#!/bin/sh
# This is a shell archive (produced by shar 3.49)
# To extract the files from this archive, save it to a file, remove
# everything above the "!/bin/sh" line above, and type "sh file_name".
#
# made 02/17/1995 15:16 UTC by feh@biostat
# Source directory /usr/local/slibrary/local
#
# existing files will NOT be overwritten unless -c is specified
#
# This shar contains:
# length mode name
# ------ ---------- ------------------------------------------
# 3975 -rw-r--r-- impute.README
# 3342 -rw-r--r-- impute.s
# 382 -rw-r--r-- in.operator.s
# 3979 -rw-r--r-- .Data/.Help/impute
# 1087 -rw-r--r-- .Data/.Help/%in%
#
# ============= impute.README ==============
if test -f 'impute.README' -a X"$1" != X"-c"; then
echo 'x - skipping impute.README (File already exists)'
else
echo 'x - extracting impute.README (Text)'
sed 's/^X//' << 'SHAR_EOF' > 'impute.README' &&
impute Class and methods for imputation of missing values
X Works with the describe function (counts no. of imputed values)
X and the transcan function (develops imputation models predicting
X each predictor variable from all other predictors).
X
The S and S-Plus na.action mechanism in the statistical modeling language
provide a general framework for handling missing data while modeling the
response variable. If the analyst wants to impute NAs to avoid certain biases
as well as to avoid inflated variances, both caused by deleting observations
containing NAs, there are some drawbacks to this approach: (1) imputation
rules sometimes use variables that are not used in predicting the response
variable, (2) the way in which the various predictors need to have NAs
imputed may need to be customized differently for different predictors, and
even more importantly (3) development of the imputation models may require
computationally intensive steps which the analyst may not want to repeat for
each tentative response model. As an example of point (2), one may want to
impute a polytomous factor using the most frequent category, one continuous
laboratory measurement using a pre-specified "normal" value, another
continuous variable using the median of non-NAs, and a set of other
predictors imputed using customized regression models for each (as are
fitted automatically by transcan).
X
The following examples demonstrate simple imputation using impute()
and the use of customized imputation models using transcan() with impute().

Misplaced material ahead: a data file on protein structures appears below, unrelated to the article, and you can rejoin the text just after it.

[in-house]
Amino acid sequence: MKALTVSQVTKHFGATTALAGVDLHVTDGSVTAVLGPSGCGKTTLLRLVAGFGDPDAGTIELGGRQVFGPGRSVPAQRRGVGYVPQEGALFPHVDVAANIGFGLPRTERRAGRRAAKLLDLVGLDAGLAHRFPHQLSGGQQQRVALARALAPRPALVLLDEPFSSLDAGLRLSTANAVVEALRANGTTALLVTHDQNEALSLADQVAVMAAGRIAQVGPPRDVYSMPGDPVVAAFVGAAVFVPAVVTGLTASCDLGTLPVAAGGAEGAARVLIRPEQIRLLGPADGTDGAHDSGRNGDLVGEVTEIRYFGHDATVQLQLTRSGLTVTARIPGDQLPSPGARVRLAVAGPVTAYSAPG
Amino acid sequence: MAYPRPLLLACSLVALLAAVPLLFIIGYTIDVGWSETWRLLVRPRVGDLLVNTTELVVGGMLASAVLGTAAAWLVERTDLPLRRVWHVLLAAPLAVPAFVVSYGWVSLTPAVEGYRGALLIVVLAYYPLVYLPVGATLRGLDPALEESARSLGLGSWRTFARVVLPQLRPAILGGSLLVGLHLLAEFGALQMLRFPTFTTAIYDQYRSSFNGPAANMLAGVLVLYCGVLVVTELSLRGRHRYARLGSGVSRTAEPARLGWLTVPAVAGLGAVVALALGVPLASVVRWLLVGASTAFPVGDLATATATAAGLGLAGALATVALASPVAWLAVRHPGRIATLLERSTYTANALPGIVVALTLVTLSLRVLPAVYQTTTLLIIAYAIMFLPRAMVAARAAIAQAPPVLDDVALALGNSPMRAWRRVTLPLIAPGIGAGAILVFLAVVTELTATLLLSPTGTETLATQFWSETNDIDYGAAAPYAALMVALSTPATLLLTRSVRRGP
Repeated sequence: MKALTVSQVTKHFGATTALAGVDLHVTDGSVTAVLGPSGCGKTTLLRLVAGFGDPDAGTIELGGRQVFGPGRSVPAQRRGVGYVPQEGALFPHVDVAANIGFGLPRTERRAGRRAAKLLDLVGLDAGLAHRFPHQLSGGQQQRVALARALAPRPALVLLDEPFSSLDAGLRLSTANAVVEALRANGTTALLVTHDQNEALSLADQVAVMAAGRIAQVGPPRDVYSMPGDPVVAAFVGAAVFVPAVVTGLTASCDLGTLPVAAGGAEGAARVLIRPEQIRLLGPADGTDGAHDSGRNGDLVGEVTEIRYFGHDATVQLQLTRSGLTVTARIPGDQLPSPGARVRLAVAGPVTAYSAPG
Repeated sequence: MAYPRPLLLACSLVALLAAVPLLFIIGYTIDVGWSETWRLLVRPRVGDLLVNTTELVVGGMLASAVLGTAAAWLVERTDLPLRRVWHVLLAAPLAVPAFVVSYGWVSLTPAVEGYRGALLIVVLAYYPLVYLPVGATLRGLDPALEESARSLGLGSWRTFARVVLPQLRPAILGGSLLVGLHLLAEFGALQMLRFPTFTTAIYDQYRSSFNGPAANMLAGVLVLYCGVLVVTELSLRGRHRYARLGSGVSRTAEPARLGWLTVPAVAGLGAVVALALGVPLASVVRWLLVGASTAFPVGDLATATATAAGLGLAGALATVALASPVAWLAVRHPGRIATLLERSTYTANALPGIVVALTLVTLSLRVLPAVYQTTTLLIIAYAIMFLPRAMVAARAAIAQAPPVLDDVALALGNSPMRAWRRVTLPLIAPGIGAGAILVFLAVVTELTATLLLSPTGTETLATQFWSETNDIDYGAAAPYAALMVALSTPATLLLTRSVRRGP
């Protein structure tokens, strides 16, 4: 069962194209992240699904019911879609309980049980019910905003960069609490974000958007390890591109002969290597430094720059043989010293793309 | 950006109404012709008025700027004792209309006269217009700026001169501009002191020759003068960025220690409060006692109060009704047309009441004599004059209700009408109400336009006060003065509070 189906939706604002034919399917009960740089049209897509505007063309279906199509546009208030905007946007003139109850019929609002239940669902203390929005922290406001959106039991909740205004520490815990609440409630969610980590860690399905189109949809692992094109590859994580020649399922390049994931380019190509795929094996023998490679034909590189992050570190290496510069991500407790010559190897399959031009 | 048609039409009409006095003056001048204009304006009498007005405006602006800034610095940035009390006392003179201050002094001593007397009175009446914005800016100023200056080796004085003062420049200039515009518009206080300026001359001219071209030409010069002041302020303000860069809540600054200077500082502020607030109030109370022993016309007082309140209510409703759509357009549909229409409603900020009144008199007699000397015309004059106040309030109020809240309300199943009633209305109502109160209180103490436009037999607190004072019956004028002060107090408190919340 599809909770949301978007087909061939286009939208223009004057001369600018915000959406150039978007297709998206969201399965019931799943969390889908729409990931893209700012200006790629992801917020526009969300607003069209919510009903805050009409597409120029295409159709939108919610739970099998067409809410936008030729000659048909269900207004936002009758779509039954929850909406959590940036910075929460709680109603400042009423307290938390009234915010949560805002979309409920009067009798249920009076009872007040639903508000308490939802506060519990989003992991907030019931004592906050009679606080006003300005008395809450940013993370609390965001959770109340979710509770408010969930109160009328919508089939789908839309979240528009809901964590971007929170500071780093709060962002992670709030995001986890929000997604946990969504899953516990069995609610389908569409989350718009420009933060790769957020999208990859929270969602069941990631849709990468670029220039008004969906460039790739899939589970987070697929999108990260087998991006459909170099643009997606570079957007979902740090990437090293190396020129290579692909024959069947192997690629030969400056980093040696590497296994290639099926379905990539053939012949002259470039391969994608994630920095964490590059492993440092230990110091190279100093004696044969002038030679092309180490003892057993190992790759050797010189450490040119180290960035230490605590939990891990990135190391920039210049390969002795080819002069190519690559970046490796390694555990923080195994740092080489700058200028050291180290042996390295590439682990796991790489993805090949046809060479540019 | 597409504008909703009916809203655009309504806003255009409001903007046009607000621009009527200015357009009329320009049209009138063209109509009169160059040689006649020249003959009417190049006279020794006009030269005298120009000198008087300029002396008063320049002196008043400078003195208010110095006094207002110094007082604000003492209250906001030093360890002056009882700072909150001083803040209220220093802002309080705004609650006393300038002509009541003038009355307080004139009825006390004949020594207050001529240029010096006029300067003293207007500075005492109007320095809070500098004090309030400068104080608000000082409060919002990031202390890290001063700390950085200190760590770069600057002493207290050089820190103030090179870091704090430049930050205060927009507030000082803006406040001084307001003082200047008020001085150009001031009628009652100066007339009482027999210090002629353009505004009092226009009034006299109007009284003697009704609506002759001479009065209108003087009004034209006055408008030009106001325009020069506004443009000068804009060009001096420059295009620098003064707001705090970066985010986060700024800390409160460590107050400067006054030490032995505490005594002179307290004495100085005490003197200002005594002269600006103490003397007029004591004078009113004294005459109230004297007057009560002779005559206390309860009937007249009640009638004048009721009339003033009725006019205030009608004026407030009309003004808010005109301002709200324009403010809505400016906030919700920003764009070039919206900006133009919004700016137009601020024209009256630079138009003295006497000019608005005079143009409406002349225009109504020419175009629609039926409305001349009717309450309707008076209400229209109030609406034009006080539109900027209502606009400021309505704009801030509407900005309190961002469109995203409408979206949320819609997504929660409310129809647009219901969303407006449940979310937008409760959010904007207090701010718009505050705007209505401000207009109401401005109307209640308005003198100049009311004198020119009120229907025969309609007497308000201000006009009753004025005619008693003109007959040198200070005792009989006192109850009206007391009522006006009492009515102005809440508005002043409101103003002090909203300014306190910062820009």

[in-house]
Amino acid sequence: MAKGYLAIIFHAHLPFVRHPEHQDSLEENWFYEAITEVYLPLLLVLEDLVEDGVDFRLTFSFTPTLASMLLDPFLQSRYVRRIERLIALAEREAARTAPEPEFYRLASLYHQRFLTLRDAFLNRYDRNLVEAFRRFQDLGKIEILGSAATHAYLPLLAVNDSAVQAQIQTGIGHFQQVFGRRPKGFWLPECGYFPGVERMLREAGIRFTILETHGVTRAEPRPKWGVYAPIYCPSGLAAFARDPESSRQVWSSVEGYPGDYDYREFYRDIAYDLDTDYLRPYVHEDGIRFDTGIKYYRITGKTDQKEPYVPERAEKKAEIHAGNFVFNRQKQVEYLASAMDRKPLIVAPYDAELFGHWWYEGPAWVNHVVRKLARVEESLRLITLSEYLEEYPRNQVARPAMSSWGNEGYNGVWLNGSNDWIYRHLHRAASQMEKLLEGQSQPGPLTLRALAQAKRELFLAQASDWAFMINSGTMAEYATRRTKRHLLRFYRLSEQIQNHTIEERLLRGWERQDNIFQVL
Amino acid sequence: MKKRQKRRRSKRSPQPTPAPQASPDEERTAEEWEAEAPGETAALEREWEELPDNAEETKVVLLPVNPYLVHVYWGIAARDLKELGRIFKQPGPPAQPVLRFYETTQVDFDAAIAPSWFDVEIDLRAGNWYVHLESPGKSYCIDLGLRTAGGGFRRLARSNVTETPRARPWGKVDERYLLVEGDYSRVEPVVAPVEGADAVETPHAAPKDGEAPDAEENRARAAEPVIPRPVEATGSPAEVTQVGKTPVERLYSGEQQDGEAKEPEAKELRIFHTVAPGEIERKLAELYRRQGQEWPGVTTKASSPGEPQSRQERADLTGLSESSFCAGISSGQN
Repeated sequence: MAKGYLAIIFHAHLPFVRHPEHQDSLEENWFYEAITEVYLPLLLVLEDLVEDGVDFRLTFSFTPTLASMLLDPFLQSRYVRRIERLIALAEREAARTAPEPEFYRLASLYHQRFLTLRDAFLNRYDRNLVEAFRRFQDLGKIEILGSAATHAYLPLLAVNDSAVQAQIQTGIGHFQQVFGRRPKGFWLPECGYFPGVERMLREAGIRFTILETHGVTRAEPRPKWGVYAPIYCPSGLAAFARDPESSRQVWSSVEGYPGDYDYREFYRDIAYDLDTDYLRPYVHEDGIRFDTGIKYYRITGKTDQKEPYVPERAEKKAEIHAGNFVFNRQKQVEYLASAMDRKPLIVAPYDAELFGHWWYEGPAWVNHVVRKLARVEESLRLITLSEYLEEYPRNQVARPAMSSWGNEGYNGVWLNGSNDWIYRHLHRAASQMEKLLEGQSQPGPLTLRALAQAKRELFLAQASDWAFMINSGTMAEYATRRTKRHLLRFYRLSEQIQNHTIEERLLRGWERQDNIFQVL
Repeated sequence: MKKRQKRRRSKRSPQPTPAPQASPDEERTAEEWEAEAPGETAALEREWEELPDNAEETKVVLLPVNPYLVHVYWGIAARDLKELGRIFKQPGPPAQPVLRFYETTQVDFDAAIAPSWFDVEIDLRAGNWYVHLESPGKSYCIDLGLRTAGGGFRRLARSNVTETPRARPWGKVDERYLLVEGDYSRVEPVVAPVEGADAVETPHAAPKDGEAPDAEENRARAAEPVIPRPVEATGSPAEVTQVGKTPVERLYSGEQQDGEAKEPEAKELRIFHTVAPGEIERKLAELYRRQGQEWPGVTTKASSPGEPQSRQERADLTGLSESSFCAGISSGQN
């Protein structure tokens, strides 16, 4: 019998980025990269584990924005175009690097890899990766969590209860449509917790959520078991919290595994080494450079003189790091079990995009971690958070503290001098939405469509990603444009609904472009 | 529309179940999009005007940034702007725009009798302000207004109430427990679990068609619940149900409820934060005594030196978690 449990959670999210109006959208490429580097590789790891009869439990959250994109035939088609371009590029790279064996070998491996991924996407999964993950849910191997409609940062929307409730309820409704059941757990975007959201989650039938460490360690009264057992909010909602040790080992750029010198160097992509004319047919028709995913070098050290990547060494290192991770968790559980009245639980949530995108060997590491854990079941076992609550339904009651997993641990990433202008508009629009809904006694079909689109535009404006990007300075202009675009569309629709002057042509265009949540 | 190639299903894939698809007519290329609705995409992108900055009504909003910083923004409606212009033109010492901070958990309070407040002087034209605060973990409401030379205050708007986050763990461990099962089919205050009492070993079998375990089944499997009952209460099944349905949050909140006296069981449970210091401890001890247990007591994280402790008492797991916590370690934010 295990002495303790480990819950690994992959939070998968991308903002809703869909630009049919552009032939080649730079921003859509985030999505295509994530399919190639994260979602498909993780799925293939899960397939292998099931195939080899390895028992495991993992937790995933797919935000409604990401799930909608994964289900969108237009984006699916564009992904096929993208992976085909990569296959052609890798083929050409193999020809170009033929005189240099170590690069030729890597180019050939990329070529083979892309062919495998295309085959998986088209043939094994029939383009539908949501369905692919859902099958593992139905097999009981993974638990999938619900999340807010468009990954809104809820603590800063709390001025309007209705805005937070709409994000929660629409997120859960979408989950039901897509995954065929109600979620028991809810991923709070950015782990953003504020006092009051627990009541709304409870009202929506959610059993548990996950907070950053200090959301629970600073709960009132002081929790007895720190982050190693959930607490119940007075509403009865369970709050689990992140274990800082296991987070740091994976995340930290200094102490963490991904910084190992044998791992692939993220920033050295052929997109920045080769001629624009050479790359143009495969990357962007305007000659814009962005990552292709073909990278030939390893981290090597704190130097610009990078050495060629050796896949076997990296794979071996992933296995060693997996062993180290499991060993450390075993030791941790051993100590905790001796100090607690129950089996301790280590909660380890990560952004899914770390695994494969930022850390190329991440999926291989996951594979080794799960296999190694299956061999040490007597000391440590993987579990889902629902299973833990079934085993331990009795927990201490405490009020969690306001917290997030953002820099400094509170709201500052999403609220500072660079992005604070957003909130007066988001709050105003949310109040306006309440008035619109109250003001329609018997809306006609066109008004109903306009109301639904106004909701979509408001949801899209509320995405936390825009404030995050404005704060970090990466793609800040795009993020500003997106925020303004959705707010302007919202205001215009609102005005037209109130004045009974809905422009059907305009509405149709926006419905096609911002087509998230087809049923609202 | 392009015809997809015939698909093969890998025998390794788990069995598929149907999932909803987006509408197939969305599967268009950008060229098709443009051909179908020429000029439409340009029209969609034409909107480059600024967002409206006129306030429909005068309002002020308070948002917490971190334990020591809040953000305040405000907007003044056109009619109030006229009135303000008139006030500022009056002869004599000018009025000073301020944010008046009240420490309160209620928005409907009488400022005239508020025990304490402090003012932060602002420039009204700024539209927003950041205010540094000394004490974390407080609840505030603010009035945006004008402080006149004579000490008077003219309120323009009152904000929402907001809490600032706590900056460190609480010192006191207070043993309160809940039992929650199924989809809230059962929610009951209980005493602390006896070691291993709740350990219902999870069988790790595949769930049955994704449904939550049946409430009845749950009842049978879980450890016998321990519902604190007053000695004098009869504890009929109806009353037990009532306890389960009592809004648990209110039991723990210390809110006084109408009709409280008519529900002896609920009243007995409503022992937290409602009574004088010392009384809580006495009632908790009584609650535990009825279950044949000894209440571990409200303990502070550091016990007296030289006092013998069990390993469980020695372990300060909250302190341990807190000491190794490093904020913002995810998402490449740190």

X
> age <- c(1,2,NA,4)
> age.i <- impute(age) #Default imputed values = median
# Could have used impute(age,2.5), impute(age,mean), impute(age,"random")
X
> age.i
X 1 2 3 4
X 1 2 2* 4
>summary(age.i)
X 1 values imputed to 2
X
X Min. 1st Qu. Median Mean 3rd Qu. Max.
X 1 1.75 2 2.25 2.5 4
> describe(age.i)
X age.i
X n missing imputed unique Mean
X 4 0 1 3 2.25
X
1 (1, 25%), 2 (2, 50%), 4 (1, 25%)
> is.imputed(age.i)
[1] F F T F
X
#Use transcan to develop 4 regression models for customized
#imputation. Fit possibly non-monotonic transformations for
#age and blood.pressure (for both imputing other variables and
#for being imputed themselves).
X
x <- cbind(age, disease, blood.pressure, pH)
#cbind will convert factor object `disease' to integer
par(mfrow=c(2,2)) #transcan will plot 4 transformations
x.trans <- transcan(x, categorical="disease", asis="pH", imputed=T)
#Now replace NAs in original variables with imputed values, if not
#using transcan's transformations of predictors
age <- impute(x.trans, age)
disease <- impute(x.trans, disease)
blood.pressure <- impute(x.trans, blood.pressure)
pH <- impute(x.trans, pH)
summary(pH) #uses summary.impute to tell about imputations
X #and summary.default to tell about pH overall
#The following code shows how to apply old imputation rules to new data
xnew <- cbind(....)
w <- predict(x.trans, xnew, type="original")
age <- w[,"age"] #inserts imputed values
blood.pressure <- w[,"blood.pressure"]
X
X
X
To install the program and help file, place this file in your local library
directory $SHOME/library/local. (Type !echo $SHOME while under S if you
need to find out what $SHOME is). Then type sh fff, where fff is the name
you stored this shar file under. This will create these files:
impute.README, impute.s, in.operator.s, .Data/.Help/impute, .Data/.Help/%in%.
While under S or S-Plus in the /local area, source("impute.s"). This will
install the following functions: impute (generic method), impute.default,
print.impute, summary.impute, [.impute, is.imputed, and %in%.
X
COPYRIGHT NOTICE
X
You may distribute these functions freely as long as you do so without
financial gain, that you acknowledge the source, and that you
communicate improvements to the author.
X
The author is willing to help with problems. Send E-mail to
feh@biostat.mc.duke.edu.
X
SHAR_EOF
chmod 0644 impute.README ||
echo 'restore of impute.README failed'
Wc_c="`wc -c < 'impute.README'`"
test 3975 -eq "$Wc_c" ||
echo 'impute.README: original size 3975, current size' "$Wc_c"
fi
# ============= impute.s ==============
if test -f 'impute.s' -a X"$1" != X"-c"; then
echo 'x - skipping impute.s (File already exists)'
else
echo 'x - extracting impute.s (Text)'
sed 's/^X//' << 'SHAR_EOF' > 'impute.s' &&